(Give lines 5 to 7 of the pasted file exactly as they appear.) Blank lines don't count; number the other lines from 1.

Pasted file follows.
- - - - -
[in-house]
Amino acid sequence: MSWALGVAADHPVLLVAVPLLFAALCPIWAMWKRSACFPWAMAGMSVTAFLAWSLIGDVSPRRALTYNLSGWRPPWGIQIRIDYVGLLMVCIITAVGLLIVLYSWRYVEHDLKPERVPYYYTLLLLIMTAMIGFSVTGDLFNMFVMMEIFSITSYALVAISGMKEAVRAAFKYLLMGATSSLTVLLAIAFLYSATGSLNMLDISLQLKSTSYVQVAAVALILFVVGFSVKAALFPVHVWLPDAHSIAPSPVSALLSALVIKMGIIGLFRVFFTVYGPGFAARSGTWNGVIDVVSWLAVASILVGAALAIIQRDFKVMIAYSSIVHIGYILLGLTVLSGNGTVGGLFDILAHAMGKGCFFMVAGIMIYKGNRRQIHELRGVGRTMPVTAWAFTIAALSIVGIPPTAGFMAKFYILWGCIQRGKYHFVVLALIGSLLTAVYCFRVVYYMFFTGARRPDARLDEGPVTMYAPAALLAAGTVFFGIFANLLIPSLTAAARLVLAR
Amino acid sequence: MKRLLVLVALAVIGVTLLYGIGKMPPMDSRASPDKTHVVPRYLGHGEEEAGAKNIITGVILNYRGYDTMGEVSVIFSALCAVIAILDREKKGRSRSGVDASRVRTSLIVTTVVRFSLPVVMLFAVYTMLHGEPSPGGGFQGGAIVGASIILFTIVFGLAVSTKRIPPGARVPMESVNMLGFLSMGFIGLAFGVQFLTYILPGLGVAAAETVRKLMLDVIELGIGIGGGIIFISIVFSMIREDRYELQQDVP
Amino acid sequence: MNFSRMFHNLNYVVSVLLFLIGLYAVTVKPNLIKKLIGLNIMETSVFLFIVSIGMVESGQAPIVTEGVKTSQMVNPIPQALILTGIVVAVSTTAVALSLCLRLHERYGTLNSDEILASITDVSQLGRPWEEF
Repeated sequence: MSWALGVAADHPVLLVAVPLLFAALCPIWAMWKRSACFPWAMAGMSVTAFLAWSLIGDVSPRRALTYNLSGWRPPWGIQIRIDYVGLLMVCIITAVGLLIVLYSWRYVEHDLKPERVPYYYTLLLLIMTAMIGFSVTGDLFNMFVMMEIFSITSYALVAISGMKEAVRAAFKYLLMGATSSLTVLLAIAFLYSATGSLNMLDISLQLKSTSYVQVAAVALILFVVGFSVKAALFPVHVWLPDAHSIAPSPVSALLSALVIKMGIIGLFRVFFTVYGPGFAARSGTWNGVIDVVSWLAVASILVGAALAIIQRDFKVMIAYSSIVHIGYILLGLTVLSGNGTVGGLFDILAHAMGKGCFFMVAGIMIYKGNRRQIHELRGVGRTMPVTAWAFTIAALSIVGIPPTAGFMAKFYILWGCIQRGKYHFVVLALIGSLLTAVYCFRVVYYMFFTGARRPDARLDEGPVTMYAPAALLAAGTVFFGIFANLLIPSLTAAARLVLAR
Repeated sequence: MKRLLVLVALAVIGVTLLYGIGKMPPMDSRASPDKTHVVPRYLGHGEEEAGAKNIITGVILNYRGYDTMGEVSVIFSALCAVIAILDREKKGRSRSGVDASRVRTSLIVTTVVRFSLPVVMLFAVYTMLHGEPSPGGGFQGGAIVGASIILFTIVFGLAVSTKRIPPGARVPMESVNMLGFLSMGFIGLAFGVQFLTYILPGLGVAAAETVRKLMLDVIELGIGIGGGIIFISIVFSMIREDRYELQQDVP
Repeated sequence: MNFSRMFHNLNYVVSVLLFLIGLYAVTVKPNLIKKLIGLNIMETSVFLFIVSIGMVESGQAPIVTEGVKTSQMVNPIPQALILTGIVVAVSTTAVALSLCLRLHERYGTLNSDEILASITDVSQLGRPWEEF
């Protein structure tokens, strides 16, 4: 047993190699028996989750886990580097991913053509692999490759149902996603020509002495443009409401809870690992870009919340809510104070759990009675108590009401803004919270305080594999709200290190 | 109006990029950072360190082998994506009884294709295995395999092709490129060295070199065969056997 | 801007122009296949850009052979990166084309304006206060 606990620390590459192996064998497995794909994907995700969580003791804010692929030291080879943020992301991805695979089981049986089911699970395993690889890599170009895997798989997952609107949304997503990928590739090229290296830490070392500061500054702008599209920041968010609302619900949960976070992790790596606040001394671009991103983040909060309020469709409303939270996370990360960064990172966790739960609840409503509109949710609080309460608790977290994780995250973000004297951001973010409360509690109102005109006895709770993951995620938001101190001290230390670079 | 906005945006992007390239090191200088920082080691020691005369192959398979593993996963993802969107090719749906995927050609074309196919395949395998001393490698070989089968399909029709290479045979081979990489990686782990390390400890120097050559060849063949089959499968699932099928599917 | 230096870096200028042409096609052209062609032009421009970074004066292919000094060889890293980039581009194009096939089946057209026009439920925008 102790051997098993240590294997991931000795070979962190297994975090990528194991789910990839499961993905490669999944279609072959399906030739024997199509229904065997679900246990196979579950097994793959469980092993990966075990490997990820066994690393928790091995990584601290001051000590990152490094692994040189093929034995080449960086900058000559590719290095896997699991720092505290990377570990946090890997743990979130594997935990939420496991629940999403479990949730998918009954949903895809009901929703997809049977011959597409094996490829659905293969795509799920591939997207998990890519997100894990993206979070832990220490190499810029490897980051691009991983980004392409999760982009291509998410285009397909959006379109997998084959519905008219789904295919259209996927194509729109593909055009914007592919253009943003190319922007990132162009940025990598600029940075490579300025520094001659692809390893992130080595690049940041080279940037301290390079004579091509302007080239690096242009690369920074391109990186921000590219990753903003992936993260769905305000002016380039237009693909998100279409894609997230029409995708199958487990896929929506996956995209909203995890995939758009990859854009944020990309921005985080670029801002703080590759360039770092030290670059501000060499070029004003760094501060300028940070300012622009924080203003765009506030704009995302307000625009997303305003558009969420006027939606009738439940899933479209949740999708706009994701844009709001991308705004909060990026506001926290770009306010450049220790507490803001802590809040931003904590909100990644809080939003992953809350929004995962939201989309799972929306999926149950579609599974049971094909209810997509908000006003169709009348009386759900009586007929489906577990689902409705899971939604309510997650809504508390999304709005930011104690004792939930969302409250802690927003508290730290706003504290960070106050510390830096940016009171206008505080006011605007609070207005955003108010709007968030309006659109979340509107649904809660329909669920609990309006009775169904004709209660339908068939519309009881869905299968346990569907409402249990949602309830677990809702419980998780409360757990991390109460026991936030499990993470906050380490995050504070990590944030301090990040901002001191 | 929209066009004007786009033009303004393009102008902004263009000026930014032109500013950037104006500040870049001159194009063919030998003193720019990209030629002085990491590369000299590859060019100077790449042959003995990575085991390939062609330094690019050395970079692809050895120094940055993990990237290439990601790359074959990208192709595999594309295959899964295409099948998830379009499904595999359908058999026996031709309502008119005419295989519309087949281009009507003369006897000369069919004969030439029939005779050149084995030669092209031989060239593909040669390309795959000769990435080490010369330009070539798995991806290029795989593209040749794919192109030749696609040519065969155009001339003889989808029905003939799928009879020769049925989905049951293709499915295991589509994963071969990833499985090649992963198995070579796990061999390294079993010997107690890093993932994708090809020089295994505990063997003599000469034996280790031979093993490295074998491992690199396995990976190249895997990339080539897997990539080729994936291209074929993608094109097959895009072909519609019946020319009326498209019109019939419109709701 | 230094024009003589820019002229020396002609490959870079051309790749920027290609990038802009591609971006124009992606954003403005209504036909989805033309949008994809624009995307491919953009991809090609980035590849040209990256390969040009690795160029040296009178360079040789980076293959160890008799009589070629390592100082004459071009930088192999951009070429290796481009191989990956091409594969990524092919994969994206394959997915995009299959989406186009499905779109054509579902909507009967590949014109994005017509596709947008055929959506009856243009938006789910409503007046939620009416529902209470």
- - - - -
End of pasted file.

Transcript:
Repeated sequence: MSWALGVAADHPVLLVAVPLLFAALCPIWAMWKRSACFPWAMAGMSVTAFLAWSLIGDVSPRRALTYNLSGWRPPWGIQIRIDYVGLLMVCIITAVGLLIVLYSWRYVEHDLKPERVPYYYTLLLLIMTAMIGFSVTGDLFNMFVMMEIFSITSYALVAISGMKEAVRAAFKYLLMGATSSLTVLLAIAFLYSATGSLNMLDISLQLKSTSYVQVAAVALILFVVGFSVKAALFPVHVWLPDAHSIAPSPVSALLSALVIKMGIIGLFRVFFTVYGPGFAARSGTWNGVIDVVSWLAVASILVGAALAIIQRDFKVMIAYSSIVHIGYILLGLTVLSGNGTVGGLFDILAHAMGKGCFFMVAGIMIYKGNRRQIHELRGVGRTMPVTAWAFTIAALSIVGIPPTAGFMAKFYILWGCIQRGKYHFVVLALIGSLLTAVYCFRVVYYMFFTGARRPDARLDEGPVTMYAPAALLAAGTVFFGIFANLLIPSLTAAARLVLAR
Repeated sequence: MKRLLVLVALAVIGVTLLYGIGKMPPMDSRASPDKTHVVPRYLGHGEEEAGAKNIITGVILNYRGYDTMGEVSVIFSALCAVIAILDREKKGRSRSGVDASRVRTSLIVTTVVRFSLPVVMLFAVYTMLHGEPSPGGGFQGGAIVGASIILFTIVFGLAVSTKRIPPGARVPMESVNMLGFLSMGFIGLAFGVQFLTYILPGLGVAAAETVRKLMLDVIELGIGIGGGIIFISIVFSMIREDRYELQQDVP
Repeated sequence: MNFSRMFHNLNYVVSVLLFLIGLYAVTVKPNLIKKLIGLNIMETSVFLFIVSIGMVESGQAPIVTEGVKTSQMVNPIPQALILTGIVVAVSTTAVALSLCLRLHERYGTLNSDEILASITDVSQLGRPWEEF